Original Review for the Reviews Hub
Elegiac and gorgeously gothic
Playing God in an Anglican chapel is, like Frankenstein’s Creature, ‘fearless, and therefore powerful’. Amongst the gravestones at Arnos Vale, Red Rope Theatre stitch together and stage their agonised, magnificently imagined Frankenstein’s monster at the cemetery’s Victorian altar in Matt Grinter’s elegiac, gorgeously gothic imagining of Mary Shelley’s classic novel.
Thematically and theatrically atmospheric, Arnos Vale and the novel are Victorian artworks framed by the Ancient Greek: in its title, Frankenstein references the mythological figure ‘Prometheus’, whose actions Victor echoes in creating the Creature, and the nineteenth-century cemetery at Arnos Vale was created to echo the classicism of a Greek necropolis. And, with fingers, faces, and figures under foot, it’s frighteningly fertile ground for playing God.
Grinter’s text is poetic, with some elegantly elegiac monologues for the gifted and frugal cast of three, especially in an elegy to the mother of Danann McAleer’s guilt-plagued, grief-stricken Frankenstein, for whom death has invited itself in and will never leave. Though powerful in its poetry and fearless in the actors’ performances, there are moments that lose their power with the pacing, although it’s likely an effect of the script’s loyalty to the epistolary structure that, while respectful, isn’t always an effortlessly stitched creation.
The cast of three, each with a principal part and economically directed by Rebecca Robson, can only perform a fraction of the characters, and so Frankenstein’s formative Mother is cut, while the unsighted De Lacey and his daughter Agatha, from whom the Creature learns the English language, make a passing appearance. Their killing, while horrifyingly visceral with screams echoing through the church, is all we see of the family, and the Creature’s affection for them and all they unwittingly teach him only appears fully later in the script, when the pathos, and the frustration and fear that motivates the Creature to kill them, has passed.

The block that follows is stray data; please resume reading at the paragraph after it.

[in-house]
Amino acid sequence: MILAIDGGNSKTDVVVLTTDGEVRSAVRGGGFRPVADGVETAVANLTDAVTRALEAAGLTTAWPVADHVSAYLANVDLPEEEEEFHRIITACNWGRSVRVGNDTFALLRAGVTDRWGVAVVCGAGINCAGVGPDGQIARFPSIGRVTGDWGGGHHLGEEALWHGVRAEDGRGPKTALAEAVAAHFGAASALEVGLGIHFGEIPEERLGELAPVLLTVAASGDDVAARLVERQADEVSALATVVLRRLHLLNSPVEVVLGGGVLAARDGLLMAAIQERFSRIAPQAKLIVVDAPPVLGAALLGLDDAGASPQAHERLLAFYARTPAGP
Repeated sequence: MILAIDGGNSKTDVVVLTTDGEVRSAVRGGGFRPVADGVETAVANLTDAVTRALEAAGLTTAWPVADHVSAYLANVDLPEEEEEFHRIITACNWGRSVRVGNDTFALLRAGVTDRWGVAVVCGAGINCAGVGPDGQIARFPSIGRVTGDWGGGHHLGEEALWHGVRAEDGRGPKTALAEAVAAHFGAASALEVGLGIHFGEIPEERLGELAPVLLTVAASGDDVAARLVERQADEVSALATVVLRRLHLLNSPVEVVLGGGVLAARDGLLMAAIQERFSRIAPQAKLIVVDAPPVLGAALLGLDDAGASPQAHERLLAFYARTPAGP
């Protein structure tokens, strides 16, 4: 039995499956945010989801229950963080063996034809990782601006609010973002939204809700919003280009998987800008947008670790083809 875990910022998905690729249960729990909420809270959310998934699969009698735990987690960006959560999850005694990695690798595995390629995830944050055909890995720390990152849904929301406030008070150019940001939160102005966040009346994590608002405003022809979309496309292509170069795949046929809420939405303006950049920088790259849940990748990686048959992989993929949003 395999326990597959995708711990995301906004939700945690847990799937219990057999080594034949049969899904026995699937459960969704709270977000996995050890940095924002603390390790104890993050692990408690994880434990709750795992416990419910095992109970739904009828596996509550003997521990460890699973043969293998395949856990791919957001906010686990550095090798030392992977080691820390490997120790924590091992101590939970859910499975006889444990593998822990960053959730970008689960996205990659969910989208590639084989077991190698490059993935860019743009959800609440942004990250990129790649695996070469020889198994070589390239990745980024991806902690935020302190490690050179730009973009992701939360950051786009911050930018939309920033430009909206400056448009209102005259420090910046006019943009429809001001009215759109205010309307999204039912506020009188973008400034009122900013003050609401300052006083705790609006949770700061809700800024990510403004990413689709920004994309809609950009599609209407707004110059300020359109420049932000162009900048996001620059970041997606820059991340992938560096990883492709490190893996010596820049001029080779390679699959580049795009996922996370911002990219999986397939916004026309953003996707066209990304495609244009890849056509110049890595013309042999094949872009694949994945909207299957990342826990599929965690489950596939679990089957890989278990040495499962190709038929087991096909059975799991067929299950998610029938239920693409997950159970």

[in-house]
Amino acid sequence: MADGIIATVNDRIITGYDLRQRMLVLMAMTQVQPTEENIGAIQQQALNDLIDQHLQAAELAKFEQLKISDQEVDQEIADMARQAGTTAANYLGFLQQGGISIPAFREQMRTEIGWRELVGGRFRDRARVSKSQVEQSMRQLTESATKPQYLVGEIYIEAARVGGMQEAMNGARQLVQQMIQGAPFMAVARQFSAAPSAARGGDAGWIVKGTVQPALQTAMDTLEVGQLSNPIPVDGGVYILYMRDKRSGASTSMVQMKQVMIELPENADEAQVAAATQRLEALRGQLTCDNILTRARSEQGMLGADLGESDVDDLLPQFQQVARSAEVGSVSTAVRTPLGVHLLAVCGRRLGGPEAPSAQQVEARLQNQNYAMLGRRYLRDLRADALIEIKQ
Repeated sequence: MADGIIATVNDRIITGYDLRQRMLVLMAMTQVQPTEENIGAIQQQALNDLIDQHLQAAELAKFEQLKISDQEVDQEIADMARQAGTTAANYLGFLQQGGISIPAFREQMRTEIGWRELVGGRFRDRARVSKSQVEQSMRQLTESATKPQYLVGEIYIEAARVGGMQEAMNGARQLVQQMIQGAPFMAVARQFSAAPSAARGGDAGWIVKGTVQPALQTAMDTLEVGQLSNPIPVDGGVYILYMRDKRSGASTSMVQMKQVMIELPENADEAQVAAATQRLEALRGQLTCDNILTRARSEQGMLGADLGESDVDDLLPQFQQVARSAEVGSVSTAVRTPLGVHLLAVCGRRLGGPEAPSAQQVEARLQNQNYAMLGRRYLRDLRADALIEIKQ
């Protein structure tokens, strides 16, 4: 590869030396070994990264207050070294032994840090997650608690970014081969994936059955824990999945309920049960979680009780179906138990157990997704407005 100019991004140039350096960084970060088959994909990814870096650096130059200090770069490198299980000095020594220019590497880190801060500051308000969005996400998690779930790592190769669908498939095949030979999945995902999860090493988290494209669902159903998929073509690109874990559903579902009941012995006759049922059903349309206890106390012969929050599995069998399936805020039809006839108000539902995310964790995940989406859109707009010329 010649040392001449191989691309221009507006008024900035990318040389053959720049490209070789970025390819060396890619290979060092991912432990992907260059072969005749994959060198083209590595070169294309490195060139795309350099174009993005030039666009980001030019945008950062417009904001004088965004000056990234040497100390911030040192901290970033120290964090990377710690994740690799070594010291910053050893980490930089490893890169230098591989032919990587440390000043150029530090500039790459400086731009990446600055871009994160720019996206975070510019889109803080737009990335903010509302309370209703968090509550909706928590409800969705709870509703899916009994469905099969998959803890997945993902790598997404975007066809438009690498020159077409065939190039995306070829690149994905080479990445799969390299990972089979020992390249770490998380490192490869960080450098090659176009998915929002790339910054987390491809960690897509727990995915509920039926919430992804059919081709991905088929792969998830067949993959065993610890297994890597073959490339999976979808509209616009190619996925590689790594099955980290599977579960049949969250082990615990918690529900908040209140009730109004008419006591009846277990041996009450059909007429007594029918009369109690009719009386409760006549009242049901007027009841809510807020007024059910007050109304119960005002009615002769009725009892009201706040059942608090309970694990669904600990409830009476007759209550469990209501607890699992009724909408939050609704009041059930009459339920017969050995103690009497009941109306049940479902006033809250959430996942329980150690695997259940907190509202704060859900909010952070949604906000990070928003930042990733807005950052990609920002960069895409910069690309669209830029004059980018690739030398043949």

The pacing is uneven, with the Creature crafted and electrified to torturous life within moments, yet the unjustly executed Justine has several scenes as her fate approaches, with each scene treated like a vignette with intervals covered by darkness and underscored by composer Oliver Thomas’s echoing score. While the score is effectively atmospheric, the opaque intermissions from scene to scene, while practical for the cast and costume changes, remove rather than immerse us in the setting. This Frankenstein, while fantastically staged, feels like it could engage even more with its ghostly location: let us walk with Frankenstein through the graveyard as the spark of lightning strikes and the figure takes its terrifying form.
McAleer’s fight choreography and Molly Hawkins’s effective, tacked-together costume facilitate Lois Baldry’s terrifying form and forceful performance as the Creature, flying from childlike curiosity to cruel, merciless rage, and Lily Maryon’s loving Elizabeth lifts McAleer’s morosely remorseful creator with a touch of comic charm amongst the tragedy.
Red Rope Theatre’s Frankenstein, with its tight grip on the gothic and elegiac characteristics of the novel, is on frightening form in Arnos Vale’s Victorian graveyard, and though some more imaginative stitching of story to setting could enliven the monster even more, it is a truly fearless, and powerful, performance.